Mrs Maychiavelli. Has the prime minister breached the Ministerial Code?

David Dring takes a look at the potential constitutional impropriety of Theresa May’s conduct on Brexit, and considers whether she may even have breached the Ministerial Code. David is a Conservative Party member and active contributor to the Bruges Group’s Facebook discussion group. 

“Fair is foul, and foul is fair

Hover through the fog and filthy air”Macbeth, William Shakespeare

There is an unpleasant cloud of distrust hovering over Westminster.

We are now at the point in time when our prime minister and government should have been emerging triumphant from the Brexit negotiations, delivering upon a vision of a confident new global Britain. Theresa May could have been taking her place as the champion of free trade in the modern world.

But sadly this is where reality kicks in.

We could not be further from the goals outlined in Mrs May’s speeches: Lancaster House (January 2017), Florence (September 2017), and most recently Mansion House (March 2018).

The Department for Exiting the European Union (DExEU), having worked for months to the guidelines outlined by those speeches, suddenly discovered that there was a new plan. The so-called Chequers plan emerged in July 2018, devised behind the backs of DExEU ministers.

Worse still, this Chequers plan was presented to Cabinet less than 48 hours before being formally discussed, barely leaving Cabinet ministers enough time to comprehend the full implications of the text. During the Cabinet discussion it was suggested that an amendment be made to one area of the blueprint, to which the PM reportedly responded, “No, that’s not possible, because I’ve already cleared it [the existing text] with Mrs Merkel.”

Unsurprisingly, both Brexit Secretary David Davis and Brexit minister Steve Baker resigned within hours of this discussion, with Foreign Secretary Boris Johnson following Davis out of the Cabinet a day later.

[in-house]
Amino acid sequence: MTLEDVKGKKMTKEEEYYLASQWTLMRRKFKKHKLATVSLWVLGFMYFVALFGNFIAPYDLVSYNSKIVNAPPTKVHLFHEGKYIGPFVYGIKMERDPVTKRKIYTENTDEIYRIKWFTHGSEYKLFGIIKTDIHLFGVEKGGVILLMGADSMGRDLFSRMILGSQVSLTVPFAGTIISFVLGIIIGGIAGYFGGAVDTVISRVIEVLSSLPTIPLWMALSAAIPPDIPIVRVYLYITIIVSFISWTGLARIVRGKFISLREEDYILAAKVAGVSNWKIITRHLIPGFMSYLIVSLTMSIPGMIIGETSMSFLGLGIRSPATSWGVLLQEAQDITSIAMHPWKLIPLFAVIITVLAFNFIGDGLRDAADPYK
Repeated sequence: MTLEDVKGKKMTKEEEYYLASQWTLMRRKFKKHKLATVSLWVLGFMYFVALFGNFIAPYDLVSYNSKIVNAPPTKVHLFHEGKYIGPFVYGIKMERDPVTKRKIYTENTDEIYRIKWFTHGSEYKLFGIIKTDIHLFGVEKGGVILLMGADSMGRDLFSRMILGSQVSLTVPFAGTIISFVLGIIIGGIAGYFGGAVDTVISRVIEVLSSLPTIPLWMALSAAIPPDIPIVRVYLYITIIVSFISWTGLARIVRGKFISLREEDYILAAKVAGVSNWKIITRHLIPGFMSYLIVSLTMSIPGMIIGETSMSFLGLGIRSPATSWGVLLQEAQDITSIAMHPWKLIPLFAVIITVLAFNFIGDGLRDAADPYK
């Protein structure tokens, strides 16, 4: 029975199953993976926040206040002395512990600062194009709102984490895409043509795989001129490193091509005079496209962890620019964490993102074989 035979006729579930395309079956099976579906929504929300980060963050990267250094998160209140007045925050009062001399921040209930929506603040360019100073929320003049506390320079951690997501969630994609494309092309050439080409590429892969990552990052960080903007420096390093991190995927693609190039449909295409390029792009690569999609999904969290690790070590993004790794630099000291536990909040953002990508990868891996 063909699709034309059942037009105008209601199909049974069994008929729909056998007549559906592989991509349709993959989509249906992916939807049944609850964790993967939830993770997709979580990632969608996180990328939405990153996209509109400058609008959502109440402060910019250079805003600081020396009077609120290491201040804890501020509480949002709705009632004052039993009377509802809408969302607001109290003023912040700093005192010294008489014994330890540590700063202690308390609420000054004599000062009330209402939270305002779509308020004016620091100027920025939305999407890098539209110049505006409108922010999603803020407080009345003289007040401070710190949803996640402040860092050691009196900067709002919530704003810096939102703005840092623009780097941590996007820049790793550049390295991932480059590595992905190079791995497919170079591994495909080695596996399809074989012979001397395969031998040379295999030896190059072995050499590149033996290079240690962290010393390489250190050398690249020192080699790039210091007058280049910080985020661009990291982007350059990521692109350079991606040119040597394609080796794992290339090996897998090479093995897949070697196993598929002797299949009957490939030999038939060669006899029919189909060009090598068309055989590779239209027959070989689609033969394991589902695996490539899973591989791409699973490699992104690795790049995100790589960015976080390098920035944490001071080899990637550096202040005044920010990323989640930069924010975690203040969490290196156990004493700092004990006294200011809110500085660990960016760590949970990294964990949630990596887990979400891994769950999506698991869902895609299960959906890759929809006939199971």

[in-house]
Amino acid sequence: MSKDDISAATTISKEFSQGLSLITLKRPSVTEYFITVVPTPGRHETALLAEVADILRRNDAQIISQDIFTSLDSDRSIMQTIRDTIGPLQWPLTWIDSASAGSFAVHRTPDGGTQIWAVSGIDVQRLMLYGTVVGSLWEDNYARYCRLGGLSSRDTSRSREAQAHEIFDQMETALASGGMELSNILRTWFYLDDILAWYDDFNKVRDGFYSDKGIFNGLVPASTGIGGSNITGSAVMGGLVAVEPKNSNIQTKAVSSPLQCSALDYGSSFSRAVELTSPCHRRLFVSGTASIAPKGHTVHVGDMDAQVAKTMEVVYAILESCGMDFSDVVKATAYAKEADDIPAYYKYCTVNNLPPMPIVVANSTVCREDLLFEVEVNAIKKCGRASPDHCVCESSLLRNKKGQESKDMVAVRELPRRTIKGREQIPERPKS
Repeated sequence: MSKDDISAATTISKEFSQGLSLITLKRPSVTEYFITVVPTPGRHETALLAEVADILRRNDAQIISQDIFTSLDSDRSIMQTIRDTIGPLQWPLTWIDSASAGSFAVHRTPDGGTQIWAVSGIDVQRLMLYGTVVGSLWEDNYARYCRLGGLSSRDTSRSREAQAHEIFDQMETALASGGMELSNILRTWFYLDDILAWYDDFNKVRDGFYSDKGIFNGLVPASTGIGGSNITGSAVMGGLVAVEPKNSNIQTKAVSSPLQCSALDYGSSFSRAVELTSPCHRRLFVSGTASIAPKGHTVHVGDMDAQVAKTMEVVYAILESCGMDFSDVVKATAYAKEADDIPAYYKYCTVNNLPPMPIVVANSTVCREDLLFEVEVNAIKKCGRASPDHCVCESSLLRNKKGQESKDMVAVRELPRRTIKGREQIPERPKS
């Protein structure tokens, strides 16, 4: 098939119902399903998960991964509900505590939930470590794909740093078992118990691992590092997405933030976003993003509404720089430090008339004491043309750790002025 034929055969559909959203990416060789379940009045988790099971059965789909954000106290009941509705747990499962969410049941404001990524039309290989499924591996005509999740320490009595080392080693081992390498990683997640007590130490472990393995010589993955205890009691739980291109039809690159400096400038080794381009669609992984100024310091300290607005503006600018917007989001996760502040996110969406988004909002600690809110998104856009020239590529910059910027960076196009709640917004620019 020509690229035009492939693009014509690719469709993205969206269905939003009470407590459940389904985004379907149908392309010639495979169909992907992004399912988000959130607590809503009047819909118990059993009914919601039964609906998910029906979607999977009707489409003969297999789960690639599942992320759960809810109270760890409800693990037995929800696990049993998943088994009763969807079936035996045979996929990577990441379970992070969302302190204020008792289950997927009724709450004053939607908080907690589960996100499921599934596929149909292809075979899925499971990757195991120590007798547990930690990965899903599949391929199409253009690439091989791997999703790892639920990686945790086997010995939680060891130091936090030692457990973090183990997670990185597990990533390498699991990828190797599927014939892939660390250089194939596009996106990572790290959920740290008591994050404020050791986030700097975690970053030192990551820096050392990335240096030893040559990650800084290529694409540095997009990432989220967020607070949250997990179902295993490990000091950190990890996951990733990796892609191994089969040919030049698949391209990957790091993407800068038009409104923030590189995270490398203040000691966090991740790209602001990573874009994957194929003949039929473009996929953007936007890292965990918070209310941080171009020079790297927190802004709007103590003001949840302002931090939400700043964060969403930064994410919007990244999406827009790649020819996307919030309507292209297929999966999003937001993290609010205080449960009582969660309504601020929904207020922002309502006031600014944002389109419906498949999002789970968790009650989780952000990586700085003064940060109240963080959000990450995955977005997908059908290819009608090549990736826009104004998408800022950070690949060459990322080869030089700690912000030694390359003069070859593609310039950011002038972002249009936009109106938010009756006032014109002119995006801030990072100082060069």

Discussing the UK’s negotiating strategy with a foreign leader before presenting the plan to Cabinet, as well as bypassing the Secretary of State responsible for Brexit, would not only be inconsistent with the protocols of Cabinet government. It would also represent a breach of the Ministerial Code.

The UK’s lead negotiator, Olly Robbins, in his appearance before the Exiting the European Union Select Committee in July, confirmed that the Cabinet Office’s Europe Unit had prepared the Chequers plan without the knowledge of the Secretary of State, but with the full authorisation of the prime minister.

Fast forward to November and the publication of the draft Withdrawal Agreement. The old adage suggests that “history repeats itself” – and how right it was.

Just as with the previous Cabinet bounce of Chequers, the PM delivered the draft Withdrawal Agreement in a glorious 585 pages of unadulterated legal gobbledygook, and attempted to secure Cabinet approval within just hours. She despatched Secretary of State Dominic Raab to Brussels to sign off on the agreement. But Raab was not to be bounced quite so easily. Within hours, there was yet another Cabinet vacancy for Brexit Secretary.

Raab has stated his reasons for resigning very clearly in his subsequent media interviews. In particular, he cited the addition of key clauses to the agreement which he had neither seen nor authorised. If Raab’s account is accurate, it would appear that the PM again breached the Ministerial Code, by failing to consult with her Secretary of State.

This conduct has attracted the attention of a number of concerned MPs. Sir William Cash, chairman of the European Scrutiny Committee, asked a series of questions to the PM throughout November following her Brexit statements to the House. Sir Bernard Jenkin did the same at the Liaison Select Committee on 29 November [at 1:23:00 in video].

However, the prime minister has thus far refused to answer or even acknowledge any question of impropriety. This has led the European Scrutiny Committee to launch an inquiry into the conduct surrounding the negotiations.

The prime minister is also under fire for refusing to publish in full the legal advice to the Withdrawal Agreement. This is likely to result in a charge of “Acting in Contempt of Parliament” to be sent to the Speaker in the next few days.